Jacques Sapir’s recent books include Les trous noirs de la science économique. Essai sur l’impossibilité de penser le temps et l’argent (2000) and Pays de l’Est vers la crise généralisée? (2000)
Comment on Bernard Guerrien’s Essay
For Guerrien… and beyond
Two Perspectives to Guerrien’s Question
Towards a New Economics
Yes, There is Something Worth Keeping in Microeconomics
Can we please move on? A note on the Guerrien debate
Once Again on Microeconomics
Bernard Guerrien’s provocative paper in PAE Review no. 12 raises some important issues. Along with other heterodoxical French economists I am greatly indebted to Guerrien’s frequently illuminating work about neoclassical economics. However, I feel that this particularly recent contribution was ill-conceived and perhaps pointless.
I agree with Guerrien that standard microeconomic assumptions are not relevant. I too criticized them in my Les Trous Noirs de la Science Économique. In addition, I agree that the Arrow-Debreu model has nothing to do with a decentralized economy. However, part of Guerrien’s argument reveals an unhelpful bias against abstraction itself. One of Spinoza’s famous arguments is helpful here. Spinoza taught us that the concept of dog doesn’t bark nor bite but the concept of dog is nevertheless necessary to understand a world where real dogs can do both.
Guerrien’s misplaced bias against abstraction is very clear when he states that Akerlof, Spence and Stiglitz have no new findings and have simply restated old ideas. Actually what these Nobel Prize winners did was to restate certain ideas at a higher level of abstraction. To return to Spinoza’s argument, real dogs may have predated the concept of dog, but such a concept was still necessary and useful in the development of human culture. Unfortunately, the way Guerrien orients his quest for reality throws us back to the nomilaism which pertained pre-Ockham.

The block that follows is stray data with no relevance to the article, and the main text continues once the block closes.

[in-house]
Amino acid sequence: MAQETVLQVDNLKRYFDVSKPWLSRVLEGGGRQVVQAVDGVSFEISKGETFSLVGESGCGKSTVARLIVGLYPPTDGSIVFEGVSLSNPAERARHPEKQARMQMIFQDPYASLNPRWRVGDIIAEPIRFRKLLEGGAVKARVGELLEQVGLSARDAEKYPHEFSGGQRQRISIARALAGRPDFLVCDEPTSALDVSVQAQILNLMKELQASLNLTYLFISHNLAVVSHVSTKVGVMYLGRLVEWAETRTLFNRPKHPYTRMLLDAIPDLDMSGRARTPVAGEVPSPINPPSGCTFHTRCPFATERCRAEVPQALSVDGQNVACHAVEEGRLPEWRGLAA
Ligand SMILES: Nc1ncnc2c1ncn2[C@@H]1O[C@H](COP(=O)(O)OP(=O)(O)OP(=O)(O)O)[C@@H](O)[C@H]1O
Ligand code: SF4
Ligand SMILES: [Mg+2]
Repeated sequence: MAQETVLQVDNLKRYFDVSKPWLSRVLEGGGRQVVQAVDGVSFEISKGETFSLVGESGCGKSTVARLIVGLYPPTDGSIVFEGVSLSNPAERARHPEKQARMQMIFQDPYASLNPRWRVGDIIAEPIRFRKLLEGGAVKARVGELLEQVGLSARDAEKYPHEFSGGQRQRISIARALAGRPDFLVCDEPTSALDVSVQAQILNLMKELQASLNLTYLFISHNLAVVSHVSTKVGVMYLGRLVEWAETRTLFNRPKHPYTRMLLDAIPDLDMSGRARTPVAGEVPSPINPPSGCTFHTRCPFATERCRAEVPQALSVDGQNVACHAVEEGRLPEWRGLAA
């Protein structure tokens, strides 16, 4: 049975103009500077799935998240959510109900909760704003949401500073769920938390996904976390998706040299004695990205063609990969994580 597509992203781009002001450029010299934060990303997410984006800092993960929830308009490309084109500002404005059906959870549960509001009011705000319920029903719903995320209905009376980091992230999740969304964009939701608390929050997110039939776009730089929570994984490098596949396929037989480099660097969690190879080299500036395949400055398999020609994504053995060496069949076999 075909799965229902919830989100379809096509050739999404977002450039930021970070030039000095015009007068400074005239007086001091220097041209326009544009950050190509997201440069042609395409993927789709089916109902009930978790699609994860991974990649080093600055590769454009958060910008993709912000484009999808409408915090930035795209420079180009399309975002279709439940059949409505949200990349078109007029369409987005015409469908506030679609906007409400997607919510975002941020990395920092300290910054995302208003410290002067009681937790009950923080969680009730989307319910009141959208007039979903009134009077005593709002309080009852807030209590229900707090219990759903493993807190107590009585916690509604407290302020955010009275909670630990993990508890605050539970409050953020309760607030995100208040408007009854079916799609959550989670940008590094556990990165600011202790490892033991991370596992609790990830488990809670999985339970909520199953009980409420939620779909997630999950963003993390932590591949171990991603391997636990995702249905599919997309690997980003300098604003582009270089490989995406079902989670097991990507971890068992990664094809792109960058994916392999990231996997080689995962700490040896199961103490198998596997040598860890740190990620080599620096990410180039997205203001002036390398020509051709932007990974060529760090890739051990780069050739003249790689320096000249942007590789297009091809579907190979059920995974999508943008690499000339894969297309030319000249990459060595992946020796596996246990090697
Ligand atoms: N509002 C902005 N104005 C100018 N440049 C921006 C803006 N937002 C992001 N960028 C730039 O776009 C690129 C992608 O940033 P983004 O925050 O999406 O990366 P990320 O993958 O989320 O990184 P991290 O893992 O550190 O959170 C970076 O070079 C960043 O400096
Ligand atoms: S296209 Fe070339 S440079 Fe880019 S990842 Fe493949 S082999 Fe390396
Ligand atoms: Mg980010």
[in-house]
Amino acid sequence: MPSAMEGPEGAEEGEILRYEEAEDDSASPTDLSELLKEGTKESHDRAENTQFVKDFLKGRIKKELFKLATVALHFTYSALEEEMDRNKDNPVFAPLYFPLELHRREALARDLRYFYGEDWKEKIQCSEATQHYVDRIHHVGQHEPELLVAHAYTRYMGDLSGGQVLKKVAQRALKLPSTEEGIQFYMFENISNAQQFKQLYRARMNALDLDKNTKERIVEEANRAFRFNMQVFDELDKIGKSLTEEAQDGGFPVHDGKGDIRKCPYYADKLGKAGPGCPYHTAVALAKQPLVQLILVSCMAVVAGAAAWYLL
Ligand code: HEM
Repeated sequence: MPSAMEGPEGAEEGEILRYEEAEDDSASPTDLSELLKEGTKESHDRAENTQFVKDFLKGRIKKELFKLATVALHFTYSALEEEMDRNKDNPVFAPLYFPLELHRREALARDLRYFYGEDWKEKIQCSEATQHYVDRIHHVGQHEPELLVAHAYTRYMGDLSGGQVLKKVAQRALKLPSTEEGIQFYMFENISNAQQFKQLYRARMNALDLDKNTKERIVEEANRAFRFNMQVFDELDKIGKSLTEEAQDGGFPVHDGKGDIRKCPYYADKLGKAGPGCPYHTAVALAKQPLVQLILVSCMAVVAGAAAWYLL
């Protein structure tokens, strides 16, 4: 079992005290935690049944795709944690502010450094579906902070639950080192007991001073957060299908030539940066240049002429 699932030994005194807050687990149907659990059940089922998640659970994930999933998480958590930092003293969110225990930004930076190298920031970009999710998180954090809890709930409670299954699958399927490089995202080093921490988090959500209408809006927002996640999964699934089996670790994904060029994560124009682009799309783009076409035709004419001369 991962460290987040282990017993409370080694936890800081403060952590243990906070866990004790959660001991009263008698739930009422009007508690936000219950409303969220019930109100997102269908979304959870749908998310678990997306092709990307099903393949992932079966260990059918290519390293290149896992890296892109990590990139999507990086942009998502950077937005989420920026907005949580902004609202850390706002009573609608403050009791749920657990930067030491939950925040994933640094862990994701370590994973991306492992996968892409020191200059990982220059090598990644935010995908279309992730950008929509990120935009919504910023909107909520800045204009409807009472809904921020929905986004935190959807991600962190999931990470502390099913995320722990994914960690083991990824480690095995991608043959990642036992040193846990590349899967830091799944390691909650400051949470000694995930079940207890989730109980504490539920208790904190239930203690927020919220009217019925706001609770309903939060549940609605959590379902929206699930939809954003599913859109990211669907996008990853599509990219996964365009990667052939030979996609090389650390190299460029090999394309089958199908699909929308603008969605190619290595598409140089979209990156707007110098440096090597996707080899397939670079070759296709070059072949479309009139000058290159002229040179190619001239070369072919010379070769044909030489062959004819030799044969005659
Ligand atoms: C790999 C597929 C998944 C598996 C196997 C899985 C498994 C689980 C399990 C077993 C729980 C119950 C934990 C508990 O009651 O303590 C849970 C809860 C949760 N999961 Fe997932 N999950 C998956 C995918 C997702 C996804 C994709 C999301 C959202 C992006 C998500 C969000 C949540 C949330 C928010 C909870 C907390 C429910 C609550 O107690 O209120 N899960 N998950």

In addition, rejecting Stiglitz’s contribution to the future demise of the current orthodoxy in economics, be it his theoretical one or his political economy one, will not help to achieve the needed breakthrough. The PAE movement would probably not have been possible without Stiglitz’s theoretical and political work in the last decade.
To acknowledge the positive effect of Stiglitz’s work does not mean agreeing to accept it as offering the limits to change. What is needed is a shift from the information paradigm - plainly positivist - to a new knowledge paradigm. The best way to move forward on this path is probably to destroy, step by step, old microeconomics, and not just to forget them. We now have the possibility of opposing new arguments to every argument voiced by the neoclassical traditionalists. This is particularly true when we compare the traditional way of thinking about individual preferences to what we have learnt during the last two decades (Slovic’s preference reversal or Tversky’s framing effect). It is also true of our thinking about rationality and, last but not least, about the necessary of making a distinction between signals and information. Actually the information Stiglitz is so fond of does not exist as such. Information is always a processed signal, which means that knowledge predates information and that knowledge is at the center of the paradigm, not information. And don’t think that this is just a matter of terminology. If we acknowledge the centrality of knowledge, then trying to collect as many signals as possible can be as detrimental to decision-making as being starved of information. Increasing competition, which is Stiglitz’s cure for most of our problems, would then mean a considerable increase in signal gathering that could overwhelm our signal processing ability and lead to bad decisions and imperfect resources allocation.
It is probably important for me to state explicitly that I do not belong to the methodological individualism school. I think we have to reclaim holism but in a non-deterministic framework. To understand that the individual agent is part of a whole does not tell us how and why this agent is making specific decisions. And, if we need and want to understand how agents decide to understand interactions and transactions, then we need to devise some radically new kind of microeconomics. Guerrien’s nihilistic stand here does not help us to move forward.
Neoclassical microeconomics has to be taught (in an abbreviated form of course) to allow students to move forward, but also to equip them to understand the language the autistic economist uses. After all, you could never understand history of the XIIth to XIVth Century without a good knowledge of the Catholic dogma, which does not mean you have to believe in it, or even in God.